A few Risk topics requiring more in-depth analysis are subject to separate working papers in the below Section.

This document proposes avenues to identify causation patterns for variables with limited historical data, for instance for assets in Private Equity or Private Debt. This paper specifically focuses on causation, and not correlation, as correlation doesn't necessarily imply causation, and that the correlation coefficient should be computed on large datasets to be relevant.

The document proposes to review to key advantages and disadvantages of the most standard valuation methods used in Corporate Finance. This paper will cover the asset based (Cost to Build, Replacement Cost), the market based (Comparable Companies, Precedent Transactions), and the income based valuation techniques (Capitalisation of Earnings, Discounted Cash-Flows).

Capital budgeting is a decision-making process where an organisation assesses if a project is expected to be profitable and is worth to be funded. Many techniques are frequently used in Capital Budgeting, including IRR, MIRR, PPM, NPV, AARR, PI and EAC; this paper is dedicated to briefly get through those techniques while highlighting the pros and cons of each method.

Behavioural Finance - analysing the unpredictable and irrational behaviour of investors - has become an increasingly popular discipline in the modern financial literature. This science weakened the foundations of rationale investing and shed the light on maximising wealth under irrational markets. The purpose of this paper is going through a few common-sense rules helping investors to maximise portfolio returns in irrational markets.

This model highlights they key Risk Management techniques to implement per Investment Strategy. This includes Debt Funds, Money Market Funds, Private Equity, Hybrid Funds, and Equity Funds.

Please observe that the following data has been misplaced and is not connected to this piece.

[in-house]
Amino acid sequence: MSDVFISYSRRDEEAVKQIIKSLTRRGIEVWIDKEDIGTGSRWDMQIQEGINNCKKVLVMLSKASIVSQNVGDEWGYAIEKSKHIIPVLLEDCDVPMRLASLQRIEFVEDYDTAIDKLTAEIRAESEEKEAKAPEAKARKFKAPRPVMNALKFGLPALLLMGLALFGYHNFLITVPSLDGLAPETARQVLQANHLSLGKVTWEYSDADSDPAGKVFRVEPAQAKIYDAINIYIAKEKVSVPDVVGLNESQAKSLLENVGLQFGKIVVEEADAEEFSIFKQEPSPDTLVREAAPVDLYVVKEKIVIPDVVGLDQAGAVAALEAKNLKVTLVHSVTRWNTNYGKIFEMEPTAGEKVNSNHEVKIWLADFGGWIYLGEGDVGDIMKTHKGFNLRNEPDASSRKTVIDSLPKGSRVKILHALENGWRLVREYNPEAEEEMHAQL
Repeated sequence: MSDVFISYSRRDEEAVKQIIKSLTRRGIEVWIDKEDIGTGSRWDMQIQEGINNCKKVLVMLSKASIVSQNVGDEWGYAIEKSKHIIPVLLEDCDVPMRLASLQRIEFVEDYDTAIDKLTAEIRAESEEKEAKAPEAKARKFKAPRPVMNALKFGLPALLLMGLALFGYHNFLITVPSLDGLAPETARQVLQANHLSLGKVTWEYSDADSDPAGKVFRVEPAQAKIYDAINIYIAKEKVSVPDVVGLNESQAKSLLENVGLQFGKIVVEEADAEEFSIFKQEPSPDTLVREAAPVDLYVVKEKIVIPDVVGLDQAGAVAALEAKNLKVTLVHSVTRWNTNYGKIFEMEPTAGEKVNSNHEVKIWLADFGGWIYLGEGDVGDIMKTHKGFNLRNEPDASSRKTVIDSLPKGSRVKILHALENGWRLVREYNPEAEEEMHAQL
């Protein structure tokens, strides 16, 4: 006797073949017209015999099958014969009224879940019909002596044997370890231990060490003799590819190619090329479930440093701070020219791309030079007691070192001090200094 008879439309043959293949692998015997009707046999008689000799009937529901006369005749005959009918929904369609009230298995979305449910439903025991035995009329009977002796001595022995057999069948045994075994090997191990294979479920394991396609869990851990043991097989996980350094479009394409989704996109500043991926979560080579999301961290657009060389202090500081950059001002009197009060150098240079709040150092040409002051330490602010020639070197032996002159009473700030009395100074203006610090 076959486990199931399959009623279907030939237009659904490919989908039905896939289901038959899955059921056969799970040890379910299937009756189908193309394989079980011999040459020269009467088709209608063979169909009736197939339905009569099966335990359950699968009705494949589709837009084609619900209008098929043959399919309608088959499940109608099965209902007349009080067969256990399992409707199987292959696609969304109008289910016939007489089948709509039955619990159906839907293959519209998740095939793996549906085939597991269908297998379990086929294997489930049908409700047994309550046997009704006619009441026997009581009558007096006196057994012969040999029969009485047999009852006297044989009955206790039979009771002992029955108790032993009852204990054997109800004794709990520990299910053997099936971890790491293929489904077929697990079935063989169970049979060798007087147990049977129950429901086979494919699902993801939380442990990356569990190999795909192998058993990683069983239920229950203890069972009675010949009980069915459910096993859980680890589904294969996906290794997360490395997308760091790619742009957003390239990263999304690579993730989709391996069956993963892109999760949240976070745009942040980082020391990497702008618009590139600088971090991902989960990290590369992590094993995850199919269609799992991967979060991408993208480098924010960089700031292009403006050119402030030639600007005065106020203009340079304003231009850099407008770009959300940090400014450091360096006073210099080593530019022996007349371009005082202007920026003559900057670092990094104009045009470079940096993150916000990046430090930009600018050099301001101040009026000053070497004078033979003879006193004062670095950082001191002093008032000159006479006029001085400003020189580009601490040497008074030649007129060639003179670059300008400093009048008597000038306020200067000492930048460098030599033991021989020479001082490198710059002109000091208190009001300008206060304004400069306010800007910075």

The AIFM Directive requires AIFM to compute the Leverage of the AIFs they manage under the Gross and the Commitment method. The methodologies to compute the Leverage under both approaches have been discussed widely; within this paper we do want to focus on the formulas to compute the exposures at the product level without considering the netting and hedging arrangements.

Despite a very large and diversified universe, it may happen that you don't find the index that meets all your expectations and requirements, constraining you to model a custom one. Within this paper, one highlights a few key technical and strategic aspects to consider when modelling such an index, including managing unbalanced panel data and aligning units and scales.

Investors often rely on Risk-adjusted performance measures such as the Sharpe ratio to choose appropriate investments and understand past performances. The purpose of this paper is getting through a selection of indicators (i.e. Calmar ratio, Sortino ratio, Omega ratio, etc.) while stressing out the main weaknesses and strengths of those measures.

It is fundamental for financial institutions to monitor Liquidity Risk in an effective way, particularly in a period of volatile markets. Despite that many quantitative methods flourish in the modern finance literature, one can note that (i) it is challenging to unambiguously define what Liquidity Risk is, and (ii) it can be cumbersome to apply modern monitoring techniques, notably because of the data sample available and the assumptions made [e.g. correlations, distribution of returns, etc.].

Assessing Asset Liquidity Risk is a major source of concern for Financial Institutions; despite that many methods flourish in the modern literature, this paper focus on evaluating the robustness of a single method built on cross-sectional returns. Could comparing security returns to benchmark returns allow segregating a change in the liquidity condition of a security? This is the core problem question that will be investigated within this working paper.

At the beginning of a modelling process where parameters are derived from historical time-series, one of the first arising questions can be: what type of returns should I consider? Do I have to compute the arithmetic ones or the log ones? In Quantitative Finance, log returns are widely used; main reasons are listed in this working paper.

This working paper is dedicated to investigating if a positive Gamma strategy can be interpreted in the same way has having a positive Convexity strategy. Despite that the first strategy is usually applied to equity derivatives and the second one to credit instruments, we expect to demonstrate that both structures can be understood in the same way.